Tag Archive for T. S. Eliot

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Vanity of Vanity

The words of the Preacher, the son of David, king in Jerusalem.
Vanity of vanities, saith the Preacher, vanity of vanities; all is vanity.
(Ecclesiastes 2:1-2)

Thus begins Ecclesiastes, the most unusual book in the Judeo-Christian Bible. Unlike the rest of the Bible, this book claims that the nature of the world is neither revealed to us nor accessible to reason. The universe and its Creator pay us no particular regard. Man is not special. Heretical though these thoughts might be, Ecclesiastes contains some of the world’s most widely quoted verses of scripture. The words of the Preacher resonate through the seasons of our lives. This post comments on several selections from the book.

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Frost and Sun

solomon pater 1872In 1873, Walter Pater, a fellow at Brasenose College in Oxford, published Studies in the History of the Renaissance. The book contained some previously published papers and several new essays on the poets, painters and philosophers of the Renaissance. The concluding chapter reworked some comments from an earlier paper on the poetry of William Morris to provide a summary of Pater’s aesthetic philosophy. This combined a skepticism about anything beyond our immediate sensations, an agnosia about any higher power or any life beyond our present mortal span, and a delight in the pleasure that comes from experiencing beauty. The goal in life was to enjoy each moment as fully as possible:

Every moment some form grows perfect in hand or face; some tone on the hills or the sea is choicer than the rest; some mood of passion or insight or intellectual excitement is irresistibly real and attractive to us, –for that moment only. Not the fruit of experience, but experience itself, is the end. A counted number of pulses only is given to us of a variegated, dramatic life. How may we see in them all that is to seen in them by the finest senses? How shall we pass most swiftly from point to point, and be present always at the focus where the greatest number of vital forces unite in their purest energy?

To burn always with this hard, gem-like flame, to maintain this ecstasy, is success in life. In a sense it might even be said that our failure is to form habits: for, after all, habit is relative to a stereotyped world, and meantime it is only the roughness of the eye that makes two persons, things, situations, seem alike. While all melts under our feet, we may well grasp at any exquisite passion, or any contribution to knowledge that seems by a lifted horizon to set the spirit free for a moment, or any stirring of the sense, strange dyes, strange colours, and curious odours, or work of the artist’s hands, or the face of one’s friend. Not to discriminate every moment some passionate attitude in those about us, and in the very brilliancy of their gifts some tragic dividing on their ways, is, on this short day of frost and sun, to sleep before evening. (Pater, 1893, pp. 188-189)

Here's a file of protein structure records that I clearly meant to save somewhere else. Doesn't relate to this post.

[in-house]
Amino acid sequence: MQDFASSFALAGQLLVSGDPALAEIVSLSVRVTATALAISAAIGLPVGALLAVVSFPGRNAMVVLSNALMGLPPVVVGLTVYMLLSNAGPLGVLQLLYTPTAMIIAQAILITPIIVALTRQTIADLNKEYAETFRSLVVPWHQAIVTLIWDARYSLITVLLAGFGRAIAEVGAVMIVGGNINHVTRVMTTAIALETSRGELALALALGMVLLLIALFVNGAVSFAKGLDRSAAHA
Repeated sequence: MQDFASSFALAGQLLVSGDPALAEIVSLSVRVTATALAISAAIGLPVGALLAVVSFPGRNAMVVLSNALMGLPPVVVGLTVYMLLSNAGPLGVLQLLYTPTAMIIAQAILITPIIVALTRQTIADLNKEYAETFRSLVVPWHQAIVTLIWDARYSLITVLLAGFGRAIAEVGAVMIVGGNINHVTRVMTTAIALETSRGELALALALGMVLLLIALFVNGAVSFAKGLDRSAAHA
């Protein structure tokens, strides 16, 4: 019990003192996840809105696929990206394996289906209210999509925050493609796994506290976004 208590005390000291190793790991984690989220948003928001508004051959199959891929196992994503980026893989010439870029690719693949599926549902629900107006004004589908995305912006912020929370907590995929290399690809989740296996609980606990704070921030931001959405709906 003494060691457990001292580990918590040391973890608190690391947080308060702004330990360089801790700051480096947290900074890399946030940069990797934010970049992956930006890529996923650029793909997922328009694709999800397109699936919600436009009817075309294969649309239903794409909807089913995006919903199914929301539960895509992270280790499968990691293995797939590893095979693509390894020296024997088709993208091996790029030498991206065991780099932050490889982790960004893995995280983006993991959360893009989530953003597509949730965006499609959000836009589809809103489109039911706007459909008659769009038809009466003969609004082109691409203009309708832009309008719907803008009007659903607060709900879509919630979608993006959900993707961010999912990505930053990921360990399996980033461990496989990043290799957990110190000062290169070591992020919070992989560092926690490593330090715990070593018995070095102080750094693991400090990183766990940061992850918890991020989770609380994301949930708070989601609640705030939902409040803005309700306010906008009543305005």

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Journey of the Magi

A blog for the season. One of the most vivid and intriguing Christmas stories concerns the visit of the Magi from the East:

Now when Jesus was born in Bethlehem of Judaea in the days of Herod the king, behold, there came wise men from the east to Jerusalem,
Saying, Where is he that is born King of the Jews? for we have seen his star in the east, and are come to worship him. (Matthew 2: 1-2)

In 1461 Benozzo Gozzoli completed a sequence of frescos depicting the Journey of the Magi for the Palazzo Medici Riccardi in Florence. Illustrated below is the first of these paintings. A crowd of important people follow the Magi toward Bethlehem. At their head can be recognized the great lords of Florence, Sforza and Rimini. Among the crowd are diplomats and scholars from the Byzantine Empire (see previous blog). Indeed, one of the Magi is thought to represent the Emperor John VII Palaeologus. The painting commemorates the Council of Florence (1439), when representatives of the Eastern and Roman Churches had met in an unsuccessful attempt to reconcile their doctrinal differences. The Byzantine visitors were probably as exotic to the Italians of the 15th century as the Magi were to the Jews of the first.

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